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Syrian Blogosphere: Forum for Dialogue 12 يونيو 2011

Posted by mauriceaaek in الآن هنا.
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After years of being ignored by the press, Syrian bloggers find themselves in a unique position to influence national conversation.

By Maurice Aaek: Syria Today

It is true that Syrian bloggers are few compared to their Arab comrades. However, in the last year, they have managed to enlarge their audience significantly, and have become more influential.

The first Syrian blog, called The Damascene Blog, was created seven years ago and written in English. Arabic-language blogs began cropping up a few years later, spreading in 2007 and 2008, and the Syrian blogosphere emerged. Today, there are approximately 850 Syrian blogs, written in both languages, 300 of which are regularly updated.

Last year, if you asked any blogger about the impact of his or her blog on society, you would get the same answer: “Most readers are the bloggers themselves.” This is no longer the case. Bloggers have worked to enlarge their readership for the last three years, and now they have succeeded.

Many bloggers republish posts in different online media outlets. Some print outlets also take posts and republish them, while others write stories and reports about the trends of Syrian bloggers. In all these cases, Syrian bloggers have succeeded in linking themselves to the mass media and conveying the issues they care about to a wider audience.

In the last two years, bloggers inspired the press with campaigns that grabbed their attention. They publicised cultural, social and political campaigns on themes relating to Damascus, the Golan Heights, the Gaza Strip, honour killings and environmental issues.

The Syrian blogosphere spurs more dialogue because it presents different points of view, and in many cases, opposing opinions. Sometimes, this conversation is productive, although occasionally it leads to aggressive and angry writing.

Both personal and public issues seem to be of equal interest to Syrian bloggers. Bloggers write about personal experiences, memories, poems, and their preferred lifestyles. The Arab uprisings in the region have also influenced Syrian bloggers, particularly the revolution lead by Egyptian youth movements. Many Syrian bloggers felt sympathetic towards the Egyptians and tried to support them in different ways. One Syrian blogger republished daily news about the revolution when the Egyptian authorities blocked local revolutionary websites, for instance, while another blogger posted daily the death toll during the uprising.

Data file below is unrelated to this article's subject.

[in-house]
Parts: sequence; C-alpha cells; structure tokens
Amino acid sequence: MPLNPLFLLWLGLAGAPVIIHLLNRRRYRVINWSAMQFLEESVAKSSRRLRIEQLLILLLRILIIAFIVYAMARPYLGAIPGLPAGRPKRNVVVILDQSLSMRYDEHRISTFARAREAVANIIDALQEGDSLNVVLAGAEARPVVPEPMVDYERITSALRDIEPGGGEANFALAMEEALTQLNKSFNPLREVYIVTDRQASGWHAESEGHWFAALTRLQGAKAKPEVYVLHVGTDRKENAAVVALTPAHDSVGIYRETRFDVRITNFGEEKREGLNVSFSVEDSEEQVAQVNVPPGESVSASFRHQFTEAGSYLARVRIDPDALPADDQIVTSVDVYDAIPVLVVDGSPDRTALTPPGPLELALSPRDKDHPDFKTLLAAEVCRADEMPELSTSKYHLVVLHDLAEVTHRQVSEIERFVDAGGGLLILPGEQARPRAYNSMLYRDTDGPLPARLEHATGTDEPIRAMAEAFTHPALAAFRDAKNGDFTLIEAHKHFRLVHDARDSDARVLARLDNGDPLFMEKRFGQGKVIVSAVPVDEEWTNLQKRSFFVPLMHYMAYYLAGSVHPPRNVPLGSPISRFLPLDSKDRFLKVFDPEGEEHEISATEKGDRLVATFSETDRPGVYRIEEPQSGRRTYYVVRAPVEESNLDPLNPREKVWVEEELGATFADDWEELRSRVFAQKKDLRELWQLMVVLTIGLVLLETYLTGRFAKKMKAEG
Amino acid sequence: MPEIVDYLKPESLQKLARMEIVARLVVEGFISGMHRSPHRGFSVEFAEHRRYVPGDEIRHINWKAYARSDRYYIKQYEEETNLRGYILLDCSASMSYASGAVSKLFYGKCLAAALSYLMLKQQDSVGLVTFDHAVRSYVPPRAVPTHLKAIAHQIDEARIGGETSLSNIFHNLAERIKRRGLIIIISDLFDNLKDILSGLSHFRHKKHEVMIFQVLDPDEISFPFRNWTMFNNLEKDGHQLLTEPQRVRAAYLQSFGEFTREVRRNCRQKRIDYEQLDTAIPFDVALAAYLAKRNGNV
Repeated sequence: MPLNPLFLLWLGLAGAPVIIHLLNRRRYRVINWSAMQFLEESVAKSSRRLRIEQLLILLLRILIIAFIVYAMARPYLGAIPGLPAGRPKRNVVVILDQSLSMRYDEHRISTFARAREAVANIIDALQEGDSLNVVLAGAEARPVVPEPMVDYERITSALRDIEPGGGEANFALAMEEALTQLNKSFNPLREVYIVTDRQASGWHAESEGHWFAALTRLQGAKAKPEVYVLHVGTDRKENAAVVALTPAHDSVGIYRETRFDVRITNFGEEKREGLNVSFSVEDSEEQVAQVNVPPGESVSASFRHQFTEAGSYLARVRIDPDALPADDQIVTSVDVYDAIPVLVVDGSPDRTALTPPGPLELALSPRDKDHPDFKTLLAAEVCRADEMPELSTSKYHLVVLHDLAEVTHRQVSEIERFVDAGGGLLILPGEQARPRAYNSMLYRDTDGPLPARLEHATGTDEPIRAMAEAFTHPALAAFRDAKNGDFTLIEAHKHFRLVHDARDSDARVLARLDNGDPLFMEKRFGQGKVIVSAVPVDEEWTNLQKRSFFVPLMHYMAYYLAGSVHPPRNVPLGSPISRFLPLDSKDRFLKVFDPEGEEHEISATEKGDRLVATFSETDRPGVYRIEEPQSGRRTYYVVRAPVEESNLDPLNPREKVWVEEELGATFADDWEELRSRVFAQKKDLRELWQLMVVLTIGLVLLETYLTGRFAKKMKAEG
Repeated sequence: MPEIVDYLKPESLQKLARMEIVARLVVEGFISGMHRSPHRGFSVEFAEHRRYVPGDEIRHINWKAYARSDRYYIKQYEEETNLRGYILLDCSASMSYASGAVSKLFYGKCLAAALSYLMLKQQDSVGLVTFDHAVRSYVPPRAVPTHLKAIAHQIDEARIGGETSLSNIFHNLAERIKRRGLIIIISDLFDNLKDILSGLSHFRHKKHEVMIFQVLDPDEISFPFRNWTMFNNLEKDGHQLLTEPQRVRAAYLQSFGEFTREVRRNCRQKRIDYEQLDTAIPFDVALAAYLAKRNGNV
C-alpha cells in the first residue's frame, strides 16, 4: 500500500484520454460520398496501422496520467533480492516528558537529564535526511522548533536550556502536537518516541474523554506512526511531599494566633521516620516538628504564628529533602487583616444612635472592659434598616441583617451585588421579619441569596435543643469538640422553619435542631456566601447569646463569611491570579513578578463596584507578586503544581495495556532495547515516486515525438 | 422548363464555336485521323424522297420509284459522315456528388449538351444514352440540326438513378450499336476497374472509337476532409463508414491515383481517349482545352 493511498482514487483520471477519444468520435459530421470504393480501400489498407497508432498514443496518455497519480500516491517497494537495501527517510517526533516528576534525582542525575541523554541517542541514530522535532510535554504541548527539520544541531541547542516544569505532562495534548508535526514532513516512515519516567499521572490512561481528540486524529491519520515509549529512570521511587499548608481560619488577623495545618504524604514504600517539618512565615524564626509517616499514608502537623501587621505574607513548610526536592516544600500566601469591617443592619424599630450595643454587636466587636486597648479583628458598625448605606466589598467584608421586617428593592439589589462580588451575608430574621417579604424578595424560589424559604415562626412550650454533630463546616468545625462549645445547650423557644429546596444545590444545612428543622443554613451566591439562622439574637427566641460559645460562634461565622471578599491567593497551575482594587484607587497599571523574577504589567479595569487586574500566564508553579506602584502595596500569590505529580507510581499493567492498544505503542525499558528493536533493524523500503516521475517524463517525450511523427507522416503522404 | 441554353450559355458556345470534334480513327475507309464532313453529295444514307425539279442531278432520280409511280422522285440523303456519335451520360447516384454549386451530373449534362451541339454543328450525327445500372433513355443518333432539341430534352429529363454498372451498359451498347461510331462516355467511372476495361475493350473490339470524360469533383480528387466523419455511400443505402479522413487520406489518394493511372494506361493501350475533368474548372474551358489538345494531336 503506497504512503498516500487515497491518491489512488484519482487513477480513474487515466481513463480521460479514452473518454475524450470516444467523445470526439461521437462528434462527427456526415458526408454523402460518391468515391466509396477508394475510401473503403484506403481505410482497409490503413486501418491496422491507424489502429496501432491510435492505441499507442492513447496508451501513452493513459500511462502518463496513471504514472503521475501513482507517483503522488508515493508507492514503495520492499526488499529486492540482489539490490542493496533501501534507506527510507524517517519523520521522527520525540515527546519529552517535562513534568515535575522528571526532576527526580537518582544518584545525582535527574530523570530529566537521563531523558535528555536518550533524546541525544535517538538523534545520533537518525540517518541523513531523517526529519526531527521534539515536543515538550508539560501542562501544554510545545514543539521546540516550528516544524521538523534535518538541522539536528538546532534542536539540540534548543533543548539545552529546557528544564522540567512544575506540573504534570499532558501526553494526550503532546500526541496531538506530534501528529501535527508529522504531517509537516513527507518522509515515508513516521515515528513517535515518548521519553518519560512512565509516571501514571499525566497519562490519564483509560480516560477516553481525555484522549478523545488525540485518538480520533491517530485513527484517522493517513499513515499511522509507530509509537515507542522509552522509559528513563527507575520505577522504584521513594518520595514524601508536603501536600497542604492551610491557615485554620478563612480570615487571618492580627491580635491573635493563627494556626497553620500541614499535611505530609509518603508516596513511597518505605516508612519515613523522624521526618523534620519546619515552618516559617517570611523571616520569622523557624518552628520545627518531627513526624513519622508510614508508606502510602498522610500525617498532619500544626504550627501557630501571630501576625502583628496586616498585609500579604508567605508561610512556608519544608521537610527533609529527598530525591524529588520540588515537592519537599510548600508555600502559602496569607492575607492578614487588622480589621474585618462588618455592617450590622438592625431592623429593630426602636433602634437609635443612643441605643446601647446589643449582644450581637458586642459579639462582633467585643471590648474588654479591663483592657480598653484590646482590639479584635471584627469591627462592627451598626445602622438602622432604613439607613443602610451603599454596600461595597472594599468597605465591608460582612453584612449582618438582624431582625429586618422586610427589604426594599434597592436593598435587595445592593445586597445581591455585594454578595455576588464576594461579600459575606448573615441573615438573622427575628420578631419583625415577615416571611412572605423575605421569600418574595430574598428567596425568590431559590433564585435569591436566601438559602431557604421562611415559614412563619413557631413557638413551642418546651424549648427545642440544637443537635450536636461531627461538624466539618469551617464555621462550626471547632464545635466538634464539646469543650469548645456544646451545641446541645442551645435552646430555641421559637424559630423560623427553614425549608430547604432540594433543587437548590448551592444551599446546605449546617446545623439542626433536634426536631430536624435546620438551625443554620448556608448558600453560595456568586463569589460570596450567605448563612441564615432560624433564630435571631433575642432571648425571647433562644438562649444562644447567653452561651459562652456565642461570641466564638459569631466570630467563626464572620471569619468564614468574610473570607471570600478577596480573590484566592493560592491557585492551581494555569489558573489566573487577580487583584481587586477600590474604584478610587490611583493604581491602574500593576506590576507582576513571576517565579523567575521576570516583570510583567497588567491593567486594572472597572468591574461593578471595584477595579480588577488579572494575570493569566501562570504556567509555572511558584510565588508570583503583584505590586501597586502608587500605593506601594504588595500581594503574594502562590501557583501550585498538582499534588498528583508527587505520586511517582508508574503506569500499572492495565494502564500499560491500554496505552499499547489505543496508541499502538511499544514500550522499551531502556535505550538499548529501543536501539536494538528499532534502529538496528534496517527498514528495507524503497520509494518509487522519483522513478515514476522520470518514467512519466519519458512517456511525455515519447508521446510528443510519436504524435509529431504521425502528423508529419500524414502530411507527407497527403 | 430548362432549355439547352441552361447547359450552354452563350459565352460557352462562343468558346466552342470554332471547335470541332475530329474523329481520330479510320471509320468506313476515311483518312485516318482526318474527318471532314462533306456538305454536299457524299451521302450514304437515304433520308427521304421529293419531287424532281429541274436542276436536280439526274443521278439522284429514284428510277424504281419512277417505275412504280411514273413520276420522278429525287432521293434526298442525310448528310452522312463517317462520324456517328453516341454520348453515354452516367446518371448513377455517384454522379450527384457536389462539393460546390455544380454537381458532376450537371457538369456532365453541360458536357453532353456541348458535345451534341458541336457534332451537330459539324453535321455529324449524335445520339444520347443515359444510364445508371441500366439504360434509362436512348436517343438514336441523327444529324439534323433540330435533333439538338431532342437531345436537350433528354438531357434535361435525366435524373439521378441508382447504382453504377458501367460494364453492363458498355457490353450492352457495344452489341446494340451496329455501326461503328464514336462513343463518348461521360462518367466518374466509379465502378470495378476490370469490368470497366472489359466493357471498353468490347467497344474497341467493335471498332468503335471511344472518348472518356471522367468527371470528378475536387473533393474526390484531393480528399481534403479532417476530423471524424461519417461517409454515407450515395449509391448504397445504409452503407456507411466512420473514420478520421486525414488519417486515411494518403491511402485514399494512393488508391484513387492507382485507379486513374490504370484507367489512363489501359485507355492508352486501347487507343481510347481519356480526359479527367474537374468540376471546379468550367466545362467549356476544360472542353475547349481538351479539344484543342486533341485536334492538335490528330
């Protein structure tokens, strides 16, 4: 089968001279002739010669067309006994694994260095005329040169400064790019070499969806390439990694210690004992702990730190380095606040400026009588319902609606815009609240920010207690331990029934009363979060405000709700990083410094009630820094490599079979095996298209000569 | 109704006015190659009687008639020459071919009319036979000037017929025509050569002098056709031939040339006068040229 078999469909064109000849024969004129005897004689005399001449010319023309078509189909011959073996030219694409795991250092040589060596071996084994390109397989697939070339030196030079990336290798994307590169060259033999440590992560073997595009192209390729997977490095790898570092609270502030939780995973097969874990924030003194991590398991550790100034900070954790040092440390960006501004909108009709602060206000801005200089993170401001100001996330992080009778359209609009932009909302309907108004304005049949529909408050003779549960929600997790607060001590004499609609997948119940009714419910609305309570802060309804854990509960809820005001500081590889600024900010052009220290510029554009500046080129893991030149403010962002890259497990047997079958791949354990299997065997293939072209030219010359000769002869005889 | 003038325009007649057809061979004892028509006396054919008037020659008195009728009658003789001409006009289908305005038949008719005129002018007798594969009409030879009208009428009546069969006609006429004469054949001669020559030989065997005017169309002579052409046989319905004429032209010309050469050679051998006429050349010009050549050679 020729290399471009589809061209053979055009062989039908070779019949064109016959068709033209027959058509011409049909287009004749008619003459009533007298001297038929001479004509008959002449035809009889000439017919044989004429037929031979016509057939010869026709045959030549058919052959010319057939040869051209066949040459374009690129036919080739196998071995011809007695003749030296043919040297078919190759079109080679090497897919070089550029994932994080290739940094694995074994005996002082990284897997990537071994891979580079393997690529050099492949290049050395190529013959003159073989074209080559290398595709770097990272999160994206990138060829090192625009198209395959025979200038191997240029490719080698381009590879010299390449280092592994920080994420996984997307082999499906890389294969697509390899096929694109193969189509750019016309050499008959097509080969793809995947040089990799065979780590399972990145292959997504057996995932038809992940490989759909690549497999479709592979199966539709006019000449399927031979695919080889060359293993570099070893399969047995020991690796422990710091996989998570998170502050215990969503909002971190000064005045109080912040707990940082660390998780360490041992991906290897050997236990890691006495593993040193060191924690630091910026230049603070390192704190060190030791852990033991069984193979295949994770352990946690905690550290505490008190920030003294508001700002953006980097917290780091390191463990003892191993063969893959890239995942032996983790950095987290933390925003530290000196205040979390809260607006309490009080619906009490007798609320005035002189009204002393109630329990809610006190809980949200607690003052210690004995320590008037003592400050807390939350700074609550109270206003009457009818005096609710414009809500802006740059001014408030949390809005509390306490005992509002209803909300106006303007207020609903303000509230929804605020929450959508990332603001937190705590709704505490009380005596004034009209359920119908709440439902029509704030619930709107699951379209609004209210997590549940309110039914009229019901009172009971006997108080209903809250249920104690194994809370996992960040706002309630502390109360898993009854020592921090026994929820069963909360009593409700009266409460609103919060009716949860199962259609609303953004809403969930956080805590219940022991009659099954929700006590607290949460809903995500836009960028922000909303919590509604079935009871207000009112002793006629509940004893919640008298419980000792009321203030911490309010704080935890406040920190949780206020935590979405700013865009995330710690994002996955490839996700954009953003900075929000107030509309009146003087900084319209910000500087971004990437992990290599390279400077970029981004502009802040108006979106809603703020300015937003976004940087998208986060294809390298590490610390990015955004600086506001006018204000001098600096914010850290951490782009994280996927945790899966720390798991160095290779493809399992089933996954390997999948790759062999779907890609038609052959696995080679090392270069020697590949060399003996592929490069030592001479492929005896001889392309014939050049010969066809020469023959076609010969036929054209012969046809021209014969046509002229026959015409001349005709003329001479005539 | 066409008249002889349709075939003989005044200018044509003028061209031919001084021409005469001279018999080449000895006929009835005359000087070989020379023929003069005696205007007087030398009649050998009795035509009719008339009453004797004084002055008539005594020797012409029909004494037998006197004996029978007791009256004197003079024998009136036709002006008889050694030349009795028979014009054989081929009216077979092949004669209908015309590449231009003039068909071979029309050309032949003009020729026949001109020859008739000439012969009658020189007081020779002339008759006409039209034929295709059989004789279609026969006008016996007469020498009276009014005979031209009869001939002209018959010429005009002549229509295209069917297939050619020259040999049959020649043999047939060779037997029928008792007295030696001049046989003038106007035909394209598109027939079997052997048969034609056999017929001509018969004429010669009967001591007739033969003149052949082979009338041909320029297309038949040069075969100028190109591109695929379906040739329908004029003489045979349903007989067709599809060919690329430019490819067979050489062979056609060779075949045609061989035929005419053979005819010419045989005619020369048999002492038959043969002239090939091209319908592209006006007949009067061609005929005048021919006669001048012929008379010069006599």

Others created a collective blog to republish news and articles about Egyptian youth activities. When Hosni Mubarak was ousted from the presidency, many young people in Syria shared in the Egyptians’ happiness.

The eruption of protests in Syria – due to the speed with which events developed, the fogginess of the overall picture, as well as ‘red lines’ and a lack of reliable information – triggered Syrian bloggers to take to social-networking sites such as Facebook and Twitter. It was difficult for bloggers to write balanced, well-analysed articles on their blogs initially, so they preferred social networking as a tool to share news and information quickly.

Syrian bloggers, however, returned to their sites once they had determined what they had to say. This was not because the big picture became clear, red lines eased or official media began providing balanced coverage, but rather was the result of bloggers’ growing ability to process what was going on. Bloggers were the first to publish a public call demanding an end to the violence. Dozens of bloggers posted this request in an open letter to all Syrians on March 19.

Bloggers’ reactions to recent events are diverse. Most condemn the violence, foreign interference and sectarianism, and agreed on the need for dialogue and more freedoms. They differed on whom to blame for the violence, the credibility of the official media, conspiracy theories, possible solutions and whether or not the government reforms are real.

Most important, however, is that blogging offers multiple and divergent views in contrast to the homogonous perspectives of local media – both official and private. Bloggers therefore have the unique potential to lead a modern national dialogue.

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Source: Syria Today Mag


					
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تعليقات»

1. rashafaek - 15 يونيو 2011

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